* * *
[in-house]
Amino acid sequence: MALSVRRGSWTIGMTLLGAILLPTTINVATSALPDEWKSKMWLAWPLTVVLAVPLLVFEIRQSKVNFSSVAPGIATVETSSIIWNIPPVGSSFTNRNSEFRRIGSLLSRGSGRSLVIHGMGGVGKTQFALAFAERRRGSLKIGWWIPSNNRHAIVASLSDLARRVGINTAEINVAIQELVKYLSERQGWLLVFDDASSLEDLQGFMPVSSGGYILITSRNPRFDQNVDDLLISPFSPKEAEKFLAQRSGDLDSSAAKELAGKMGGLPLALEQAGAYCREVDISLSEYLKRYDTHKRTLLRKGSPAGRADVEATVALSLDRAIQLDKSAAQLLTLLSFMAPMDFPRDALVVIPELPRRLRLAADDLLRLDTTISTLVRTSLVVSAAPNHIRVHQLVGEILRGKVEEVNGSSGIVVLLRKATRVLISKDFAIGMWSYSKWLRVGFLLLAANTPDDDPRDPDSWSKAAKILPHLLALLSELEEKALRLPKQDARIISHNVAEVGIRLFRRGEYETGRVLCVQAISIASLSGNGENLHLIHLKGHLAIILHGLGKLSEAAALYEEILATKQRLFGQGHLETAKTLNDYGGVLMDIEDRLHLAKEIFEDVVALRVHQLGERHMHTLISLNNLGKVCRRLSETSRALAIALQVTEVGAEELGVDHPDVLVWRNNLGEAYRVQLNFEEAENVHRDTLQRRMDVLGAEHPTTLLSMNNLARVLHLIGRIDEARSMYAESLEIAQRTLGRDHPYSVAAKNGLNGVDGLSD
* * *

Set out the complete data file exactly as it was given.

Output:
[in-house]
Amino acid sequence: MALSVRRGSWTIGMTLLGAILLPTTINVATSALPDEWKSKMWLAWPLTVVLAVPLLVFEIRQSKVNFSSVAPGIATVETSSIIWNIPPVGSSFTNRNSEFRRIGSLLSRGSGRSLVIHGMGGVGKTQFALAFAERRRGSLKIGWWIPSNNRHAIVASLSDLARRVGINTAEINVAIQELVKYLSERQGWLLVFDDASSLEDLQGFMPVSSGGYILITSRNPRFDQNVDDLLISPFSPKEAEKFLAQRSGDLDSSAAKELAGKMGGLPLALEQAGAYCREVDISLSEYLKRYDTHKRTLLRKGSPAGRADVEATVALSLDRAIQLDKSAAQLLTLLSFMAPMDFPRDALVVIPELPRRLRLAADDLLRLDTTISTLVRTSLVVSAAPNHIRVHQLVGEILRGKVEEVNGSSGIVVLLRKATRVLISKDFAIGMWSYSKWLRVGFLLLAANTPDDDPRDPDSWSKAAKILPHLLALLSELEEKALRLPKQDARIISHNVAEVGIRLFRRGEYETGRVLCVQAISIASLSGNGENLHLIHLKGHLAIILHGLGKLSEAAALYEEILATKQRLFGQGHLETAKTLNDYGGVLMDIEDRLHLAKEIFEDVVALRVHQLGERHMHTLISLNNLGKVCRRLSETSRALAIALQVTEVGAEELGVDHPDVLVWRNNLGEAYRVQLNFEEAENVHRDTLQRRMDVLGAEHPTTLLSMNNLARVLHLIGRIDEARSMYAESLEIAQRTLGRDHPYSVAAKNGLNGVDGLSD